Newtype coercion

Contents
  • The Coercible class
  • Newtype wrapping/unwrapping
  • Newtypes for anything
  • Some types seem strange
  • Coercibility is transitive
  • Coercion via type parameters
  • Coercions of functions
  • Deriving via
  • Monad transformers
  • Constructor visibility
  • Type roles
  • Phantom type parameters
  • Nominal type parameters
  • History

The newtype keyword allows us to define a new type that has the same runtime representation as another type.

Consider this in contrast with a type alias, which merely creates a new name to refer to the same type. This doesn’t provide any additional type safety, as illustrated by the mistake in the following example:

type Name = String
type Color = String

myName :: Name
myName = "Alonzo"

gray :: Color
gray = "Gray"

data Person = Person
  { personName :: Name
  , favoriteColor :: Color
  } deriving Show
λ> Person gray myName
Person {personName = "Gray", favoriteColor = "Alonzo"}

A newtype definition actually creates a different type, so when we make the same mistake again in the follow example, the typechecker refuses to allow the erroneous code to compile:

newtype Name = Name String
  deriving Show

newtype Color = Color String
  deriving Show

myName :: Name
myName = Name "Alonzo"

gray :: Color
gray = Color "Gray"

data Person = Person
  { personName :: Name
  , favoriteColor :: Color
  } deriving Show
λ> Person gray myName

error:
  • Couldn't match expected type ‘Name’ with actual type ‘Color’
  • In the first argument of ‘Person’, namely ‘gray’
    In the expression: Person gray myName
    In an equation for ‘it’: it = Person gray myName

error:
  • Couldn't match expected type ‘Color’ with actual type ‘Name’
  • In the second argument of ‘Person’, namely ‘myName’
    In the expression: Person gray myName
    In an equation for ‘it’: it = Person gray myName

This is good – The compiler caught our mistake. But there is a downside! Sometimes we may want to be able to treat Names like Strings and vice versa. In the type alias version, we could write this:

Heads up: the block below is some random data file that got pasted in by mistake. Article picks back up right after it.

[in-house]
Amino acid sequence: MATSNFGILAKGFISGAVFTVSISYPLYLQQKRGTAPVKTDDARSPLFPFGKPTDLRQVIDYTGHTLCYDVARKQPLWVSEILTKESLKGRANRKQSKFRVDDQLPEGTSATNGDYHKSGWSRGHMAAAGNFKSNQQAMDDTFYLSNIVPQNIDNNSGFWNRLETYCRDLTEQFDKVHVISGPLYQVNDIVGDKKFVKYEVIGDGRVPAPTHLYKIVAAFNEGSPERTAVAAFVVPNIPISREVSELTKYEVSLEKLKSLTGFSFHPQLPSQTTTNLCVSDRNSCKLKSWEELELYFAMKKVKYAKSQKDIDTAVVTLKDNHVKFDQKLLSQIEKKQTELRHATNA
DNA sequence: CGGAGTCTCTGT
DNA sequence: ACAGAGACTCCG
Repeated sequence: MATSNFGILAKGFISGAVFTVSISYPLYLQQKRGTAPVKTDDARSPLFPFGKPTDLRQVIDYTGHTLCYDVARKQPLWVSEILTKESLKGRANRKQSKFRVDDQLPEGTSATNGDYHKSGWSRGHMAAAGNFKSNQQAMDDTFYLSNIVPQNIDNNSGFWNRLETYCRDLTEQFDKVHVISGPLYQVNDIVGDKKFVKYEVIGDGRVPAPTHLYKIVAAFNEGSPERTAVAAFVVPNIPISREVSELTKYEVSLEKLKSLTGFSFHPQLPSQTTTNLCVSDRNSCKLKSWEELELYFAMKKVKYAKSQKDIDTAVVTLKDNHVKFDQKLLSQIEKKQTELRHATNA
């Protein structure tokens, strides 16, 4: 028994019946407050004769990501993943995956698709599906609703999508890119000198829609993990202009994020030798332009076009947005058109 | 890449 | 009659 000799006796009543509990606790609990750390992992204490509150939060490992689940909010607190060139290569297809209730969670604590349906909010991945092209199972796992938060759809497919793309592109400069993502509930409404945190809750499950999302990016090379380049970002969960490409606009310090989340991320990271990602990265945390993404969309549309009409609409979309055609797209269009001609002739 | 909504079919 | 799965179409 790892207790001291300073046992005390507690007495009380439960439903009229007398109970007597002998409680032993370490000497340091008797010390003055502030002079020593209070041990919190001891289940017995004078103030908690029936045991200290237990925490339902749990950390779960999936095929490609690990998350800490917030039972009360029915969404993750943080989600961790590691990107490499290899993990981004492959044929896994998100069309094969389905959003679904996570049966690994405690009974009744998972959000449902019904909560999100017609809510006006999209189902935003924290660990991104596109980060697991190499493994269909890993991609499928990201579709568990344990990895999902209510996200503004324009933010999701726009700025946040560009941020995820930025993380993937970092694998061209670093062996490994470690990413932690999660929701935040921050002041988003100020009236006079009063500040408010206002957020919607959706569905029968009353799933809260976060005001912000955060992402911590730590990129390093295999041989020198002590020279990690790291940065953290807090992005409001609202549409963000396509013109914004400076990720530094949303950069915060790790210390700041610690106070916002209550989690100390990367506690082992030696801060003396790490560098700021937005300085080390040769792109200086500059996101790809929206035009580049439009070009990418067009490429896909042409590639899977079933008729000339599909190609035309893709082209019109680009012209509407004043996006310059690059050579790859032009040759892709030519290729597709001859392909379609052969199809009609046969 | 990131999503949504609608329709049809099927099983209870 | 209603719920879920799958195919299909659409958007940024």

abbreviateName :: Name -> Name
abbreviateName x = take 3 x ++ "."
λ> abbreviateName myName
"Alo."

But in the newtyped version, abbreviateName won’t typecheck, because Name and String are not the same type.

error:
  • Couldn't match expected type ‘Name’ with actual type ‘[Char]’
  • In the expression: take 3 x ++ "."
    In an equation for ‘abbreviateName’:
        abbreviateName x = take 3 x ++ "."

error:
  • Couldn't match expected type ‘[Char]’ with actual type ‘Name’
  • In the second argument of ‘take’, namely ‘x’
    In the first argument of ‘(++)’, namely ‘take 3 x’
    In the expression: take 3 x ++ "."

To make the abbreviateName code above compile, we have to introduce coercions in two places:

abbreviateName :: Name -> Name
abbreviateName (Name x) =       -- 1
    Name (take 3 x ++ ".")      -- 2
  1. Use the Name constructor as a pattern in the function’s argument to coerce the argument from Name to String.
  2. Use the Name constructor as an expression in the function body to coerce the abbreviated String to a Name.

This can become more cumbersome as the code grows more complicated or as we add more layers of newtypes. Fortunately, GHC gives us some tools that help us express these trivial type conversions more easily.

The Coercible class

GHC provides a function called coerce that helps us perform these trivial conversions between types. It can convert between two types A and B as long as the constraint Coercible A B is satisfied.

Although Coercible Data.Coerce in the base package is a magic feature of GHC, you can safely understand it as a typeclass defined as follows: You do not need to enable any language extensions to use the coerce function or to use the Coercible class in constraints. Coercible is a multi-parameter typeclass (it has two type parameters), but the MultiParamTypeClasses extension is only required to define multi-parameter typeclasses, not to use them.

class Coercible a b
  where
    coerce :: a -> b

You cannot define your own instances of Coercible, but you get a lot of instances for free.

Newtype wrapping/unwrapping

The most basic circumstance in which Coercible instances arise is whenever a newtype is defined.

If we have a definition that looks like this:

newtype B = N A

Then we automatically receive the following two Coercible instances:

instance Coercible A B
  where
    coerce a = N a

instance Coercible B A
  where
    coerce (N a) = a

Sign up for access to the full page, plus the complete archive and all the latest content.